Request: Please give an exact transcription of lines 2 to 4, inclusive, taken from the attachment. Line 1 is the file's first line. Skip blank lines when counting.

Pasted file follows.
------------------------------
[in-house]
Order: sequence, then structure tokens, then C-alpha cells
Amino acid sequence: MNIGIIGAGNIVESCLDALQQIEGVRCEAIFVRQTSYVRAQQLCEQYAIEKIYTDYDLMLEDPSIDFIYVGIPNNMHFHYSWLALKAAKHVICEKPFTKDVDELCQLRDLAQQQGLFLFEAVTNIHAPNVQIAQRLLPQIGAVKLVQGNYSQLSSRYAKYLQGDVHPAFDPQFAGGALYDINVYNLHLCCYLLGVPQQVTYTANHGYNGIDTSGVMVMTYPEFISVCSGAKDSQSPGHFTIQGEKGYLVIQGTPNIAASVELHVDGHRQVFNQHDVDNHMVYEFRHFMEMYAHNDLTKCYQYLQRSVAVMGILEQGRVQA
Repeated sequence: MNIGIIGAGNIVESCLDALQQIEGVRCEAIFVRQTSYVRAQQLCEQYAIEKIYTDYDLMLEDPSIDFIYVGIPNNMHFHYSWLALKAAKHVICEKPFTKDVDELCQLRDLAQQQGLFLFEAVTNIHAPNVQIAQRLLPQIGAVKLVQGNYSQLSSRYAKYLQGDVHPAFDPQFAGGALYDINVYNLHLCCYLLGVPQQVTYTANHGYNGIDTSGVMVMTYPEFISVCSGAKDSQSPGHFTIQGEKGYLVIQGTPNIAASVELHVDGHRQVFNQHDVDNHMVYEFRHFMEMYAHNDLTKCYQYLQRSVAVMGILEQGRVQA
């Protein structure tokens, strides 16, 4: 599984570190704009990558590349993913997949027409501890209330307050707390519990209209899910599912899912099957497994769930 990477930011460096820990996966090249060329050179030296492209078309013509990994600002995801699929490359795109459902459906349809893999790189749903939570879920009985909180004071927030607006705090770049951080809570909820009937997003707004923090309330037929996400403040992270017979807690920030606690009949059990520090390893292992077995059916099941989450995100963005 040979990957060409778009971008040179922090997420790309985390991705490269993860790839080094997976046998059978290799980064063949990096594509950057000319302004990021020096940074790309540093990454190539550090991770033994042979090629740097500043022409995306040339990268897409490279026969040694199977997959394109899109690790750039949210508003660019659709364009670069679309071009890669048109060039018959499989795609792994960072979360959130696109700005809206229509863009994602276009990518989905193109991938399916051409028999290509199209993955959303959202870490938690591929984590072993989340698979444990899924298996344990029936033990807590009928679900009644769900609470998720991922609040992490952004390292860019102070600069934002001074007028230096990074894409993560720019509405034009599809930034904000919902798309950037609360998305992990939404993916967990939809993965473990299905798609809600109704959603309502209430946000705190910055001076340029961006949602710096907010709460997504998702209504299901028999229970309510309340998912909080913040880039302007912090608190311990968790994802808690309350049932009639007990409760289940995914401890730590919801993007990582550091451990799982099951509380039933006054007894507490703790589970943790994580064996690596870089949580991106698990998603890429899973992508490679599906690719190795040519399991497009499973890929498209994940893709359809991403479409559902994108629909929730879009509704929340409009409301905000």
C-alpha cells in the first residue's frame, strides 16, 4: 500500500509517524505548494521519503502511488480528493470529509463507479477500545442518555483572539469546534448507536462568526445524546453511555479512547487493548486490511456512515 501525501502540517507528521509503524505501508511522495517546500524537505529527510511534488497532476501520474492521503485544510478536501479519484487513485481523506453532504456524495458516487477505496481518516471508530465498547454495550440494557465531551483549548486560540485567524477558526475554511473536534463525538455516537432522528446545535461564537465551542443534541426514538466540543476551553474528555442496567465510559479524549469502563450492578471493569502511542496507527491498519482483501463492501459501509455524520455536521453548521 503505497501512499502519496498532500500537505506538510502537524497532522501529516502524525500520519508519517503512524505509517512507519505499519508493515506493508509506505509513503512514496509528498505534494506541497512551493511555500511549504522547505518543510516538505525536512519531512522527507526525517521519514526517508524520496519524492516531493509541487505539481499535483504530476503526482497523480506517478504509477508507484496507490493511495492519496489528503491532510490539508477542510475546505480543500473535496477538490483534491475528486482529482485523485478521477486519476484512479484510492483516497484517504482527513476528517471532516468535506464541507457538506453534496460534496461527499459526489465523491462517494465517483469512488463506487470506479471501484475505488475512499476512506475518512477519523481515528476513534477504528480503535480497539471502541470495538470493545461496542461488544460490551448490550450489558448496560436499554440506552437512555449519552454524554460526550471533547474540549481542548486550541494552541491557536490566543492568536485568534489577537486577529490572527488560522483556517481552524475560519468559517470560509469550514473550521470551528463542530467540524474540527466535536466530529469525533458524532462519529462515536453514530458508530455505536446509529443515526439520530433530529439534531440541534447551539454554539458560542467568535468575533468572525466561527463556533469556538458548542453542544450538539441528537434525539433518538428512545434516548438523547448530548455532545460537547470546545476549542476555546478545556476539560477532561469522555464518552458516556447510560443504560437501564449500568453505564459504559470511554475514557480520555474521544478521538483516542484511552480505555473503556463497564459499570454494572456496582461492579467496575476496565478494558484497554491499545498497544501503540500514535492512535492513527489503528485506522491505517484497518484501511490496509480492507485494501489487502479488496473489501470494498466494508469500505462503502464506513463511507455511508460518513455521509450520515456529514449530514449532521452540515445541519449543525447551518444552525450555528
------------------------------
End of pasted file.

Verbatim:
Order: sequence, then structure tokens, then C-alpha cells
Amino acid sequence: MNIGIIGAGNIVESCLDALQQIEGVRCEAIFVRQTSYVRAQQLCEQYAIEKIYTDYDLMLEDPSIDFIYVGIPNNMHFHYSWLALKAAKHVICEKPFTKDVDELCQLRDLAQQQGLFLFEAVTNIHAPNVQIAQRLLPQIGAVKLVQGNYSQLSSRYAKYLQGDVHPAFDPQFAGGALYDINVYNLHLCCYLLGVPQQVTYTANHGYNGIDTSGVMVMTYPEFISVCSGAKDSQSPGHFTIQGEKGYLVIQGTPNIAASVELHVDGHRQVFNQHDVDNHMVYEFRHFMEMYAHNDLTKCYQYLQRSVAVMGILEQGRVQA
Repeated sequence: MNIGIIGAGNIVESCLDALQQIEGVRCEAIFVRQTSYVRAQQLCEQYAIEKIYTDYDLMLEDPSIDFIYVGIPNNMHFHYSWLALKAAKHVICEKPFTKDVDELCQLRDLAQQQGLFLFEAVTNIHAPNVQIAQRLLPQIGAVKLVQGNYSQLSSRYAKYLQGDVHPAFDPQFAGGALYDINVYNLHLCCYLLGVPQQVTYTANHGYNGIDTSGVMVMTYPEFISVCSGAKDSQSPGHFTIQGEKGYLVIQGTPNIAASVELHVDGHRQVFNQHDVDNHMVYEFRHFMEMYAHNDLTKCYQYLQRSVAVMGILEQGRVQA